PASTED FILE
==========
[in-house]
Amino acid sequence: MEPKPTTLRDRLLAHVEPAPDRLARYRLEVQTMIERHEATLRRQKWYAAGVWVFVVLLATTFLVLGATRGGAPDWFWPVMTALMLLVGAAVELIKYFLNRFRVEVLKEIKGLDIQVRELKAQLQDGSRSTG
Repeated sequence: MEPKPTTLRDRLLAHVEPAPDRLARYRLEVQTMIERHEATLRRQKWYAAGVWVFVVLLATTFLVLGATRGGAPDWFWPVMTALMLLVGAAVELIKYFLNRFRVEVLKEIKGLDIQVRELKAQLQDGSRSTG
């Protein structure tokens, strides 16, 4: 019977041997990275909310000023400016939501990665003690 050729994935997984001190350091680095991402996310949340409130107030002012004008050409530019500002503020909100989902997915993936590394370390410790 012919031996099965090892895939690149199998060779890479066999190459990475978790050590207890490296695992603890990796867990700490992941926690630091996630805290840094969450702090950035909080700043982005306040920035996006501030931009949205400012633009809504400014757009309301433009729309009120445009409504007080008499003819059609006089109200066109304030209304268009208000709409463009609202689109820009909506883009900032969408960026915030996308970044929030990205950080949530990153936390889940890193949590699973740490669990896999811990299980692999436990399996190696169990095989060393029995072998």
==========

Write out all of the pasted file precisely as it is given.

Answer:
[in-house]
Amino acid sequence: MEPKPTTLRDRLLAHVEPAPDRLARYRLEVQTMIERHEATLRRQKWYAAGVWVFVVLLATTFLVLGATRGGAPDWFWPVMTALMLLVGAAVELIKYFLNRFRVEVLKEIKGLDIQVRELKAQLQDGSRSTG
Repeated sequence: MEPKPTTLRDRLLAHVEPAPDRLARYRLEVQTMIERHEATLRRQKWYAAGVWVFVVLLATTFLVLGATRGGAPDWFWPVMTALMLLVGAAVELIKYFLNRFRVEVLKEIKGLDIQVRELKAQLQDGSRSTG
């Protein structure tokens, strides 16, 4: 019977041997990275909310000023400016939501990665003690 050729994935997984001190350091680095991402996310949340409130107030002012004008050409530019500002503020909100989902997915993936590394370390410790 012919031996099965090892895939690149199998060779890479066999190459990475978790050590207890490296695992603890990796867990700490992941926690630091996630805290840094969450702090950035909080700043982005306040920035996006501030931009949205400012633009809504400014757009309301433009729309009120445009409504007080008499003819059609006089109200066109304030209304268009208000709409463009609202689109820009909506883009900032969408960026915030996308970044929030990205950080949530990153936390889940890193949590699973740490669990896999811990299980692999436990399996190696169990095989060393029995072998």